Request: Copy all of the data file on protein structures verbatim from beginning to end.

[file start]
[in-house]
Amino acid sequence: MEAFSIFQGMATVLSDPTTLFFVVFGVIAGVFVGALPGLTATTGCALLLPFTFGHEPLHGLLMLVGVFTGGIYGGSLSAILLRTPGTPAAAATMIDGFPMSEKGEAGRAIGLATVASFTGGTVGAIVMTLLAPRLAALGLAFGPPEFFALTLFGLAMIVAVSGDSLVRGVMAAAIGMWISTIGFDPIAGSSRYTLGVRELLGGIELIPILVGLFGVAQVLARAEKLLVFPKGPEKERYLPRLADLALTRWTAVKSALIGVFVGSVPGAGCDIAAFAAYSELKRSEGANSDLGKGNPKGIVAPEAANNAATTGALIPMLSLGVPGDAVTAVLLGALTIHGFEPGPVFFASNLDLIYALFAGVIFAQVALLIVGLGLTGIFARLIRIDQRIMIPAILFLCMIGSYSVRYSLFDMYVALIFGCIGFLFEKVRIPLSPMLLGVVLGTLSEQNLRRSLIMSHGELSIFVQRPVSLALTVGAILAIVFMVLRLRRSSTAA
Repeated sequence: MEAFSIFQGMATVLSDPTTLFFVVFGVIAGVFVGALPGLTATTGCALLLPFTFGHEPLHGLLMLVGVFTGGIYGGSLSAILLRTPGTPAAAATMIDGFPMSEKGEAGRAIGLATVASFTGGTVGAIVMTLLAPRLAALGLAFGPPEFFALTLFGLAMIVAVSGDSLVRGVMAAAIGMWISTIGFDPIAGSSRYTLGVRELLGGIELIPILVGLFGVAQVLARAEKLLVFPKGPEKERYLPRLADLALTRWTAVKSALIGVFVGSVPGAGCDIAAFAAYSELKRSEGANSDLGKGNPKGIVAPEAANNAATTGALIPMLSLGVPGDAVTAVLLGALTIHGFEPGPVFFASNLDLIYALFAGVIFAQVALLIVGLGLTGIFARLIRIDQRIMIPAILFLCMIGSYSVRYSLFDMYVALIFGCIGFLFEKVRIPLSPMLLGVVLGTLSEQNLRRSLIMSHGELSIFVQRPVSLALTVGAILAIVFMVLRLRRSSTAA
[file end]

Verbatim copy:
[in-house]
Amino acid sequence: MEAFSIFQGMATVLSDPTTLFFVVFGVIAGVFVGALPGLTATTGCALLLPFTFGHEPLHGLLMLVGVFTGGIYGGSLSAILLRTPGTPAAAATMIDGFPMSEKGEAGRAIGLATVASFTGGTVGAIVMTLLAPRLAALGLAFGPPEFFALTLFGLAMIVAVSGDSLVRGVMAAAIGMWISTIGFDPIAGSSRYTLGVRELLGGIELIPILVGLFGVAQVLARAEKLLVFPKGPEKERYLPRLADLALTRWTAVKSALIGVFVGSVPGAGCDIAAFAAYSELKRSEGANSDLGKGNPKGIVAPEAANNAATTGALIPMLSLGVPGDAVTAVLLGALTIHGFEPGPVFFASNLDLIYALFAGVIFAQVALLIVGLGLTGIFARLIRIDQRIMIPAILFLCMIGSYSVRYSLFDMYVALIFGCIGFLFEKVRIPLSPMLLGVVLGTLSEQNLRRSLIMSHGELSIFVQRPVSLALTVGAILAIVFMVLRLRRSSTAA
Repeated sequence: MEAFSIFQGMATVLSDPTTLFFVVFGVIAGVFVGALPGLTATTGCALLLPFTFGHEPLHGLLMLVGVFTGGIYGGSLSAILLRTPGTPAAAATMIDGFPMSEKGEAGRAIGLATVASFTGGTVGAIVMTLLAPRLAALGLAFGPPEFFALTLFGLAMIVAVSGDSLVRGVMAAAIGMWISTIGFDPIAGSSRYTLGVRELLGGIELIPILVGLFGVAQVLARAEKLLVFPKGPEKERYLPRLADLALTRWTAVKSALIGVFVGSVPGAGCDIAAFAAYSELKRSEGANSDLGKGNPKGIVAPEAANNAATTGALIPMLSLGVPGDAVTAVLLGALTIHGFEPGPVFFASNLDLIYALFAGVIFAQVALLIVGLGLTGIFARLIRIDQRIMIPAILFLCMIGSYSVRYSLFDMYVALIFGCIGFLFEKVRIPLSPMLLGVVLGTLSEQNLRRSLIMSHGELSIFVQRPVSLALTVGAILAIVFMVLRLRRSSTAA